‘ahems and ahahs’

Literature, & Etc.

Posts Tagged ‘in memoriam


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Ted Kennedy died last night and while I recognize the passing of a significant political figure and legislator I find myself fairly apathetic towards his death.

I think I feel this way towards most politicians. A couple of months back when President Barack Obama was inaugurated I watched coverage of people who were swept up by all of the emotion and energy of this figure. And as I said above about Ted Kennedy, I recognize the significance of someone like President Obama, but I have never been moved to tears or to such a degree that I feel the need to attend a speech or a rally.

I think that I am much too jaded for the world of politics and I distrust the politicians that represent me. Do not misjudge me, I vote and pay attention to the news and listen to the topics and issues that affect me. But I find myself unable to be moved emotionally in any way by most politicians.

Writers and authors are figures in our culture that inspire me. The deaths of David Foster Wallace, Susan Sontag, Arthur C. Clarke; these are the types of figures I tend to feel great emotion for, frequently because their passing is often overlooked or quickly forgotten and so too their contributions to literature, media, and culture.

But this should not be surprising as my blog focuses primarily on authors and writers that I’ve read and that I find inspiring. I have devoted my life towards English Literature and so I focus more on these figures.

Still, there is something very uninspiring to me about so many of the politicians I see before me. I will note their significant contributions towards society and history, but I have not been moved by such figures, at least not yet.

It is easy to fixate on Michael Jackson’s passing or Ted Kennedy when there is 24/7 news cycle of these figures, but a writer like Alexander I. Solzhenitsyn gets a few days and then the world moves on.

I figure Ted Kennedy should last towards the week’s end. Hmm, how sad that the media coverage a person receives reflects our current societies value of that person in our culture.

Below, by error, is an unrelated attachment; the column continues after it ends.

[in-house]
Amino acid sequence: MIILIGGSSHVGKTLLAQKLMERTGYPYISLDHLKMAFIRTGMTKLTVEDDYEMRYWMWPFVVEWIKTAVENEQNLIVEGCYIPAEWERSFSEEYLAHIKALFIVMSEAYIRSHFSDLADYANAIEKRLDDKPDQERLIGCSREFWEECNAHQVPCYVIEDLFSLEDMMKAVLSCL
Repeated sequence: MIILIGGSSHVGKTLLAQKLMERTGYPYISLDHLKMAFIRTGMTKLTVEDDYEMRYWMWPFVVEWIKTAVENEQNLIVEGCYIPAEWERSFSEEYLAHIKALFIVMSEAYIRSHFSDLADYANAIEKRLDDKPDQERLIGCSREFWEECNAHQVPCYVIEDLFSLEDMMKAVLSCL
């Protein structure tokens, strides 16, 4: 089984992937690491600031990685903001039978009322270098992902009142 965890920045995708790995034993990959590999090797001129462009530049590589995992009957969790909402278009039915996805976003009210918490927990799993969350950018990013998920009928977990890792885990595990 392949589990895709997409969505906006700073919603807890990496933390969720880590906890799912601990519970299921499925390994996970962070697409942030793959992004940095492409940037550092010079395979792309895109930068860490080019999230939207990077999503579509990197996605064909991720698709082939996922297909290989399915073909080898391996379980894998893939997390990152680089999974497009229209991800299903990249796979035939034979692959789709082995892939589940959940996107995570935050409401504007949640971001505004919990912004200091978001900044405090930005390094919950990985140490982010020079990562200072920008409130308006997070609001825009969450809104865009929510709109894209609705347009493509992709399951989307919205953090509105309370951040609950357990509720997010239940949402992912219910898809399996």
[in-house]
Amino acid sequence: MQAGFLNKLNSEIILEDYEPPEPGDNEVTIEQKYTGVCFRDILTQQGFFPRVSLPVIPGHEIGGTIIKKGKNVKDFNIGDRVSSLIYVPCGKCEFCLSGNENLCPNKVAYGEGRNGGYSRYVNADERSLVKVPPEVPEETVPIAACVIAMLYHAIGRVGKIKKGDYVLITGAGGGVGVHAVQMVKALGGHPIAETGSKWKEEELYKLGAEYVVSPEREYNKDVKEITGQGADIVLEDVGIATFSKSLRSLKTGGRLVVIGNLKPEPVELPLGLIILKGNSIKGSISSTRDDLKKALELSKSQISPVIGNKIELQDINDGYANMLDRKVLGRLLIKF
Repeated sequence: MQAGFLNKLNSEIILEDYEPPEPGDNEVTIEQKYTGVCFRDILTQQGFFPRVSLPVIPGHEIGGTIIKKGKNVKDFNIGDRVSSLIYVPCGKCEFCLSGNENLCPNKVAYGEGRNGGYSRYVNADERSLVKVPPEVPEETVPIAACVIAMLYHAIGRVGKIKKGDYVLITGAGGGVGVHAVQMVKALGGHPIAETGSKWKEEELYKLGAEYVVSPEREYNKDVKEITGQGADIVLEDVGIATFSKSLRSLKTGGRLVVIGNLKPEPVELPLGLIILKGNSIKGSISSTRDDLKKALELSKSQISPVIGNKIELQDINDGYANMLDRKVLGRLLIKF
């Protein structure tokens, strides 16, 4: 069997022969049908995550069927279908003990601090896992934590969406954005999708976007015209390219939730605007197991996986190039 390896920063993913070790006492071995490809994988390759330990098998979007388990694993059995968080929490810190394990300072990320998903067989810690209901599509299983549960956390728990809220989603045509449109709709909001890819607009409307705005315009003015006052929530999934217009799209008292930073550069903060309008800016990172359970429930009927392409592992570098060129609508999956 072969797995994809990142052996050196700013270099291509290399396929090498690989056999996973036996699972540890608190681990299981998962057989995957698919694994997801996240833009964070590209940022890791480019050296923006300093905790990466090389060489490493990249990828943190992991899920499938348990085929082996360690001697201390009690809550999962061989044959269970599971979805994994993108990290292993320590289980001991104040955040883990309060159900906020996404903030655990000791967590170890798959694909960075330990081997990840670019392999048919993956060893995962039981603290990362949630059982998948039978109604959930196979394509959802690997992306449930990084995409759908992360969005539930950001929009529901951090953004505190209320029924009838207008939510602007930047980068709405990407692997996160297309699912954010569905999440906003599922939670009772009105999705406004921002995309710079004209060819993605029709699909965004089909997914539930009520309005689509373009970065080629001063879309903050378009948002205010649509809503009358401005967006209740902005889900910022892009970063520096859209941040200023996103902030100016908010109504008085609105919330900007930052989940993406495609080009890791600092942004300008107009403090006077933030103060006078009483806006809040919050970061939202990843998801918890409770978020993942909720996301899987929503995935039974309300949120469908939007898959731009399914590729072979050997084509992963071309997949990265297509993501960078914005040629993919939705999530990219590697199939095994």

Written by thebeliever07

August 26, 2009 at 9:02 am

R.I.P. Frank McCourt

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I’ve not had the chance to read any Frank McCourt but I’ve listened to a few interviews about his thoughts on writing and teaching and someone who had that much passion for teaching children will certainly be missed.

mcc1-007“You have to study and learn so that you can make up your own mind about history and everything else but you can’t make up an empty mind. Stock your mind, stock your mind. It is your house of treasure and no one in the world can interfere with it.” – Frank McCourt (Angela’s Ashes) –


Written by thebeliever07

July 21, 2009 at 7:49 am

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This next statement makes me sound like I’m a really old man, which I know is not true, but I was chatting with Erin earlier and we both realized we’re getting to that point where many of our favorite artists are getting close to passing: Leonard Cohen, Tom Waits, Bob Dylan, etc. A whole generation of artists around this age, while they’re not ancient, they are not so young as well. Kind of depressing.  I realize that people are constantly dying but I’m edging close to 30 and many of the artists I grew up with who were in their prime, and many who are now well past their prime, they’re just getting really old and are going to start to die off and its just fucked up to think about. What a depressing post. Ah well, enjoy some Leonard Cohen:

Written by thebeliever07

December 30, 2008 at 12:02 am

R.I.P. – Harold Pinter

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pinter460Harold Pinter, Britain’s top contemporary dramatist died yesterday at the age of 78. R.I.P. my friend you will be missed.

When we look into a mirror we think the image that confronts us is accurate. But move a millimetre and the image changes. We are actually looking at a never-ending range of reflections. But sometimes a writer has to smash the mirror – for it is on the other side of that mirror that the truth stares at us. –Art, Truth & Politics: The Nobel Lecture (2005)-

Pinter was best know for his plays, including his 1960 breakthrough production The Caretaker, The Dumb Waiter and The Birthday Party. But he was also a screenwriter, actor and director and in recent years a vociferous campaigner against human rights abuses, including the occupation of Iraq by western armed forces.

Written by thebeliever07

December 25, 2008 at 6:38 pm

More Love for David Foster Wallace, R.I.P.

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Read some of the beautiful stories, comments, and sentiments over at McSweeney’s Internet Tendency.

Fuck, I’m still sad by this loss, such a brilliant writer. A bit of cartoon hilarity in honour of Mr. Wallace. Cheers friends.

Written by thebeliever07

September 16, 2008 at 6:09 pm